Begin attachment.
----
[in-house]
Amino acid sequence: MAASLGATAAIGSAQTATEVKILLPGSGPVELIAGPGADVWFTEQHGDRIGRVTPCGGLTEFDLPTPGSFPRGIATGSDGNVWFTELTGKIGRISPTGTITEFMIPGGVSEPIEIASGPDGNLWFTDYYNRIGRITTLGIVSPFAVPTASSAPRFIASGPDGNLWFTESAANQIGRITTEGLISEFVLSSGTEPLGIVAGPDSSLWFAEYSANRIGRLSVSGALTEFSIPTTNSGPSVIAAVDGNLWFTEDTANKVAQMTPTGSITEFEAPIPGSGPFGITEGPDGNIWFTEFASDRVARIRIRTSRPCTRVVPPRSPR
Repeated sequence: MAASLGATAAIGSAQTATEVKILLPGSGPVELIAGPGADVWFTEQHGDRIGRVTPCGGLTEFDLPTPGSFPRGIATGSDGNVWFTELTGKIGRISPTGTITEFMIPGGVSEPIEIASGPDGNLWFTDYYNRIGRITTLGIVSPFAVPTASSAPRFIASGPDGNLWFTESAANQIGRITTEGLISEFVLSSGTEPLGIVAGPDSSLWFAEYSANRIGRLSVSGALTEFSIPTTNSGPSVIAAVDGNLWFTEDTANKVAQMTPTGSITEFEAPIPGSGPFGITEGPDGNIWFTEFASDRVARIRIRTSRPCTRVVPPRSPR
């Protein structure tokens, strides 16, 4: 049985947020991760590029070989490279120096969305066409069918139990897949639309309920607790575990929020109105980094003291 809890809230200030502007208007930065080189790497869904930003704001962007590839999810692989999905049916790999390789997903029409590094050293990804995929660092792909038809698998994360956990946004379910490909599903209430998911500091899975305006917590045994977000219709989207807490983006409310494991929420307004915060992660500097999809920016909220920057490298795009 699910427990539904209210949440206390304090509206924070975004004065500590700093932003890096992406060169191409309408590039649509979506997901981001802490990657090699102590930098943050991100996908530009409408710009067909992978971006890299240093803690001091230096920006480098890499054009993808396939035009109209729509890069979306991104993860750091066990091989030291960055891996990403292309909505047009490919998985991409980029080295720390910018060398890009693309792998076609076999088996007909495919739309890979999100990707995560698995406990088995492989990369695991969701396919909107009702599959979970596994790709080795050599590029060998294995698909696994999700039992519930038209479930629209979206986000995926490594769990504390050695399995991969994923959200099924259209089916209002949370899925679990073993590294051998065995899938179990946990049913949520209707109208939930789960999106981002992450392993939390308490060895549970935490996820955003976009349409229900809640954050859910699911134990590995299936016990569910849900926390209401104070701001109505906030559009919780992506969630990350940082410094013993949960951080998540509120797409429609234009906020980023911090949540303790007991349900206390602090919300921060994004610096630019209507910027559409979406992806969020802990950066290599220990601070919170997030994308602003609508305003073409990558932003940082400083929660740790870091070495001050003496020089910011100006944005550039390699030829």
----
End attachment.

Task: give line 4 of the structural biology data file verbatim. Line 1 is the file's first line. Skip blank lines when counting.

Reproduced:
């Protein structure tokens, strides 16, 4: 049985947020991760590029070989490279120096969305066409069918139990897949639309309920607790575990929020109105980094003291 809890809230200030502007208007930065080189790497869904930003704001962007590839999810692989999905049916790999390789997903029409590094050293990804995929660092792909038809698998994360956990946004379910490909599903209430998911500091899975305006917590045994977000219709989207807490983006409310494991929420307004915060992660500097999809920016909220920057490298795009 699910427990539904209210949440206390304090509206924070975004004065500590700093932003890096992406060169191409309408590039649509979506997901981001802490990657090699102590930098943050991100996908530009409408710009067909992978971006890299240093803690001091230096920006480098890499054009993808396939035009109209729509890069979306991104993860750091066990091989030291960055891996990403292309909505047009490919998985991409980029080295720390910018060398890009693309792998076609076999088996007909495919739309890979999100990707995560698995406990088995492989990369695991969701396919909107009702599959979970596994790709080795050599590029060998294995698909696994999700039992519930038209479930629209979206986000995926490594769990504390050695399995991969994923959200099924259209089916209002949370899925679990073993590294051998065995899938179990946990049913949520209707109208939930789960999106981002992450392993939390308490060895549970935490996820955003976009349409229900809640954050859910699911134990590995299936016990569910849900926390209401104070701001109505906030559009919780992506969630990350940082410094013993949960951080998540509120797409429609234009906020980023911090949540303790007991349900206390602090919300921060994004610096630019209507910027559409979406992806969020802990950066290599220990601070919170997030994308602003609508305003073409990558932003940082400083929660740790870091070495001050003496020089910011100006944005550039390699030829």